The Masqueraders

[openbook booknumber=”1402219504″][rating:5/5]

Born to a father set on having adventures, Prudence and Robin Tremaine have lived a life on the run. They constantly are moving (often fleeing) from one place to another, and often have to do so in disguise. After Robin and his father take part in the failed Jacobite rebellion they split up and flee into the country side. Robin meets up with his sister, who stayed out of it, and they decide to swap genders to thoroughly hide Robin in the last place anyone will ever look – in a set of petticoats – to prevent him from being hanged. Prudence then becomes Mr Peter Marriot and Robin becomes Miss Kate Marriot.

Together they travel to London and hope to meet up with their father there. That’s when they meet Sir Anthony and Letitia, Letty is currently attempting to elope with a Mr Markham only to find that he is a brute and not worth marrying, her attempt to change his mind on this score proves dangerous though. With the siblings help (a false swoon by “Kate” and a swift uppercut with the hilt of a sword by “Peter”) they rescue Letty and restore her to Sir Anthony, a friend of her father’s. In that meeting “Kate”, er, Robin falls hopelessly in love with Letty and “Peter”, er, Prudence falls hopelessly in love with Sir Anthony. Now, in true Georgette Heyer fashion, the stage is set for a romp unlike any other!

Mr Merriot cocked an eyebrow at Kate, and said: – “Well, my dear, and did you kiss her good-night?”
       Miss Merriot kicked off her shoes, and replied in kind. “What, are you parted from the large gentleman already?”
       Mr Merriot looked into the fire, and a slow smile came, and the suspicion of a blush.
       “Lord, child!” said Miss Merriot. “Are you for the mammoth? It’s a most respectable gentleman, my dear.”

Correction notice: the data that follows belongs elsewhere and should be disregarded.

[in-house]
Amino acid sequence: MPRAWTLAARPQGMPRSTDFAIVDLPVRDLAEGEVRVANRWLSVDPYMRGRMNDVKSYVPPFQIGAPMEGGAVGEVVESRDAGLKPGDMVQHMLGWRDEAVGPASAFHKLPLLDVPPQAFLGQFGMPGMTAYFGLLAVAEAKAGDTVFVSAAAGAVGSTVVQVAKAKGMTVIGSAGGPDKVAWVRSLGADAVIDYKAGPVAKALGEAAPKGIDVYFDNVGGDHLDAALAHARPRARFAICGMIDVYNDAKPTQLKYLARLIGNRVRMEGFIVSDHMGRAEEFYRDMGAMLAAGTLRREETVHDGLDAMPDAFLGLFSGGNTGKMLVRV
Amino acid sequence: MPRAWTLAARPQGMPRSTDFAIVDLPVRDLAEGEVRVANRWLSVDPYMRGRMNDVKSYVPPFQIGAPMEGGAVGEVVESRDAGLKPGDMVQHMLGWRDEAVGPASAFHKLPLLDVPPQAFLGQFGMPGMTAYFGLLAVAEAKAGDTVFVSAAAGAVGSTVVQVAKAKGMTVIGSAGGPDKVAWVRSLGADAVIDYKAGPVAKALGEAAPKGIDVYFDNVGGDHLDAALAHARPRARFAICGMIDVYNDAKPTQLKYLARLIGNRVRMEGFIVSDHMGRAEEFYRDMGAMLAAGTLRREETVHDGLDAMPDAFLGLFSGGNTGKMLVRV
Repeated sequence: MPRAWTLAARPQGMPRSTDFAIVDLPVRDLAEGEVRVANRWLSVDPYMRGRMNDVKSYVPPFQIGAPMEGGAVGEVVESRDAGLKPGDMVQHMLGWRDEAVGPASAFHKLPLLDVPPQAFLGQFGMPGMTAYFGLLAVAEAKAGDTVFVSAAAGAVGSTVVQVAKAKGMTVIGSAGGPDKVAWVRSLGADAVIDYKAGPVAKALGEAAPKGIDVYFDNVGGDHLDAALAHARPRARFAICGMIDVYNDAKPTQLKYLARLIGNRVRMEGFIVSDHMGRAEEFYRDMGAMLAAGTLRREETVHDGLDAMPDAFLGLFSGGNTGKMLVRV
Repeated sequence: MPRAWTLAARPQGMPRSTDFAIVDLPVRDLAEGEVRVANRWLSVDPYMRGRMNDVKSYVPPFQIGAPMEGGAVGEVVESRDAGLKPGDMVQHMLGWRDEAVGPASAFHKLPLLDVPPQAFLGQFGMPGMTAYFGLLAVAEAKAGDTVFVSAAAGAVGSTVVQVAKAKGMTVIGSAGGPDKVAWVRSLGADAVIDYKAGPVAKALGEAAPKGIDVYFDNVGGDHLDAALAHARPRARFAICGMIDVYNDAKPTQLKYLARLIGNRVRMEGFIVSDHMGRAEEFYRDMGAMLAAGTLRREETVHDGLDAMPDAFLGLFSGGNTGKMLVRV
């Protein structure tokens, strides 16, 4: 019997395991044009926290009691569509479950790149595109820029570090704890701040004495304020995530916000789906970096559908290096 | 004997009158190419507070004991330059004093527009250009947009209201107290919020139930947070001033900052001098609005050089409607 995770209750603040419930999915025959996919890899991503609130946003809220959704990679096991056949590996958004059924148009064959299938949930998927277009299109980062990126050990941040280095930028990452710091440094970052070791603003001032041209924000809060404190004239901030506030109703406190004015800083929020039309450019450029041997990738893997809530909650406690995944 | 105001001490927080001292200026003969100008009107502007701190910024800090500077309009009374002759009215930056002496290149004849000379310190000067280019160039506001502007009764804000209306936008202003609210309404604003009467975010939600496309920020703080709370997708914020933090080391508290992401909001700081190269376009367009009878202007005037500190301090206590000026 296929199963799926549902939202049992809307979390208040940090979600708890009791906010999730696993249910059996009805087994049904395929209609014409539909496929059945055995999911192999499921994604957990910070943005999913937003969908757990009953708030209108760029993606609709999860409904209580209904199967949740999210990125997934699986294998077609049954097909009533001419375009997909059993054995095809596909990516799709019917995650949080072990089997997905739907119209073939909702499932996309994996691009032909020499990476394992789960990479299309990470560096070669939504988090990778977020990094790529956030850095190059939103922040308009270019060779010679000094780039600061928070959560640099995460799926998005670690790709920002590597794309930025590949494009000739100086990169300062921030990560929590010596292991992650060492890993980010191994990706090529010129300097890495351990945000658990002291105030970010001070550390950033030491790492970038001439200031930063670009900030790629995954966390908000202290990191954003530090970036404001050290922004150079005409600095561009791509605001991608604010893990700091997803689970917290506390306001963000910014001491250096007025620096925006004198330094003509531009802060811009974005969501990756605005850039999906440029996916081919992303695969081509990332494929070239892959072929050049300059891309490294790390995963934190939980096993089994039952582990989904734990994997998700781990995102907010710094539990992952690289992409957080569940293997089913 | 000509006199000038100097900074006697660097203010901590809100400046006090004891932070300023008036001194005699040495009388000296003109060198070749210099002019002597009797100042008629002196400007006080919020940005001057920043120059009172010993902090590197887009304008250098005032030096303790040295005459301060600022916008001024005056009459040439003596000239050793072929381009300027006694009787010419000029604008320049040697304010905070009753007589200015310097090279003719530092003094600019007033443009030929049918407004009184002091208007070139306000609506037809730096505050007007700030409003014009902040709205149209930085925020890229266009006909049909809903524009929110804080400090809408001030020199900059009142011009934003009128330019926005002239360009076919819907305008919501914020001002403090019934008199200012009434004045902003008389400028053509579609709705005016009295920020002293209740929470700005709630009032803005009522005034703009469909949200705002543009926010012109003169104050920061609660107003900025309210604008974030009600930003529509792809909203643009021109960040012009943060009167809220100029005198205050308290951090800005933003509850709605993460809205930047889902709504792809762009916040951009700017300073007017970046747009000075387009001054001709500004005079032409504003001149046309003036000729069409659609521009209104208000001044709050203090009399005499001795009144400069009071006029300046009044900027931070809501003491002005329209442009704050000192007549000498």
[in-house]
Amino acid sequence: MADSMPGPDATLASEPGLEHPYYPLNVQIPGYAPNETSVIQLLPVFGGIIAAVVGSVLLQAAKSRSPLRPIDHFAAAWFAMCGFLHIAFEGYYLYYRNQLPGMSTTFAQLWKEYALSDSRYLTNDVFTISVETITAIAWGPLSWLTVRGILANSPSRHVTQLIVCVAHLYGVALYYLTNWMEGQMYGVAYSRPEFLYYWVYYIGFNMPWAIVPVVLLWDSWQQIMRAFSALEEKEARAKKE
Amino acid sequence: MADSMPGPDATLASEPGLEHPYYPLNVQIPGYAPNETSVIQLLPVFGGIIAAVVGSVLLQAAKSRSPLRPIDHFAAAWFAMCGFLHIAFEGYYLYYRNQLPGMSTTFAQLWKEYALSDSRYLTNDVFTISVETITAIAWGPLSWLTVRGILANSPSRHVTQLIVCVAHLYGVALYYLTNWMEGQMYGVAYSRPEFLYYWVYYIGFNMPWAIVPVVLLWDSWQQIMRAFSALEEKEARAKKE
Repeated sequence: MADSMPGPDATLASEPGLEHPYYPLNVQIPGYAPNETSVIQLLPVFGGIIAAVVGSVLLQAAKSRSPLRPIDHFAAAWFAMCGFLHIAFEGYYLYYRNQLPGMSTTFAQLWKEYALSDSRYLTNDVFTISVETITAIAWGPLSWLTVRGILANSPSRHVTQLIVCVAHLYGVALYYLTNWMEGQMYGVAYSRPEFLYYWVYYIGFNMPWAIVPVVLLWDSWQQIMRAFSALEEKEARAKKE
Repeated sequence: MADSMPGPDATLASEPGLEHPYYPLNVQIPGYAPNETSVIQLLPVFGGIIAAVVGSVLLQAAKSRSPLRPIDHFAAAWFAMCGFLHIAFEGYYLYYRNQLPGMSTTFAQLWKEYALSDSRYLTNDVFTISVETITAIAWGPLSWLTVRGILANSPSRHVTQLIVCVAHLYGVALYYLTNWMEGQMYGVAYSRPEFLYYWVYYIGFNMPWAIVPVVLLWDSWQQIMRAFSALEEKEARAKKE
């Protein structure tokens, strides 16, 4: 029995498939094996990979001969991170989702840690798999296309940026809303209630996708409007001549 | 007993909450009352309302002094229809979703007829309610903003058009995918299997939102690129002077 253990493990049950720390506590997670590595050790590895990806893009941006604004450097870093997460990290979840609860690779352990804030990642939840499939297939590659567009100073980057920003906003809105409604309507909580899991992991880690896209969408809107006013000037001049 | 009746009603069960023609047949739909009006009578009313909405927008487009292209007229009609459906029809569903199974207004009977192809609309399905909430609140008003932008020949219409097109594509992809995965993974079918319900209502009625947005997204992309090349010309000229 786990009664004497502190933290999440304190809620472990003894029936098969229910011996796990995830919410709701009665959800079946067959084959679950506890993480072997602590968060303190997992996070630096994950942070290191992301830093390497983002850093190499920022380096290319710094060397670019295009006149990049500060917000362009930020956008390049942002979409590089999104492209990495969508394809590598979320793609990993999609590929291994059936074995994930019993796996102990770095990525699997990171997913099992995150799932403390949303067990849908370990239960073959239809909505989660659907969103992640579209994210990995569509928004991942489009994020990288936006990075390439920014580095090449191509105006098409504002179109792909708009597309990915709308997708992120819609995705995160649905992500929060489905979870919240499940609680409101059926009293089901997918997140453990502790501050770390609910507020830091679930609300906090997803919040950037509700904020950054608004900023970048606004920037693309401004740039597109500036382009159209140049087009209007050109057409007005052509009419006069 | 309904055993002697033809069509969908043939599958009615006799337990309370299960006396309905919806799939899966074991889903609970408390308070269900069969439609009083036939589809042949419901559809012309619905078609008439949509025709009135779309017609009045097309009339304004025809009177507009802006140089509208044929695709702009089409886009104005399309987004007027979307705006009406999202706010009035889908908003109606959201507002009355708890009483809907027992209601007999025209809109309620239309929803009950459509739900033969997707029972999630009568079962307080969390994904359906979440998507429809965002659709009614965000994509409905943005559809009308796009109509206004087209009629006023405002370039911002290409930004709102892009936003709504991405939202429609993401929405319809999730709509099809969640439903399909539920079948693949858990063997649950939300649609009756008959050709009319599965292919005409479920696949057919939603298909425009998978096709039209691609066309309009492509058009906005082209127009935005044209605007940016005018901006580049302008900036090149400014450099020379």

Mr Merriot raised his eyes. “I believe I would not choose to cross him,” he remarked inconsequently. “But I would trust him.”
       Miss Merriot began to laugh. “Be a man, my Peter, I implore you.”
       “Alack!” sighed Mr Merriot, “I feel all a woman.”

This book was one of her earlier works and that definitely comes across in her writing. Her characters, her plot development, and her dialogue is just not as refined and well done, and that little extra twist of humor seems to be missing here. It is a wonderful book though and if I didn’t have her later works to compare it with this book would have been wonderful all on its own.

I loved reading about a female masquerading as a male credibly and showing that a woman can operate and work in the male environment just as smoothly as if she had been born to it if given half a chance. Prudence is admitted to a gentleman’s club, smokes, drinks, takes snuff, plays cards, gambles, and gets into a street fight (through no fault of her own). Robin meanwhile is stuck going out on drives with old ladies, visiting with female friends (one in particular), and sits around in petticoats hiding yawns behind a fan. It is soon realized though that they are not managing to hood wink everyone and that’s when things really start to take off.

Their father appears in town and it appears that he is going for the biggest charade of them all. He is going to aim for settling down permanently and to do that he is claiming to be a long lost brother to a dead viscount and to claim the man’s title. Can he do it? Will he convince the lawyers, the courts, and all of London that he is who he claims to be? And how is he going to get his children un gender switched and admitted to Society creditably?

Any fan of historical romance would love this book to pieces. Especially if you enjoy adventures, sword fights, daring rescues and lots of intrigue. Seeing a female in a sword fight, and a male flirting in a dress are just perks to this ridiculously wonderful book. You won’t regret reading it.

One Response to The Masqueraders

  1. Year of the Historical: January Reviews «
    2:10 pm on February 22nd, 2010

    […] A Book Blog – The Masqueraders by Georgette […]

Leave a Reply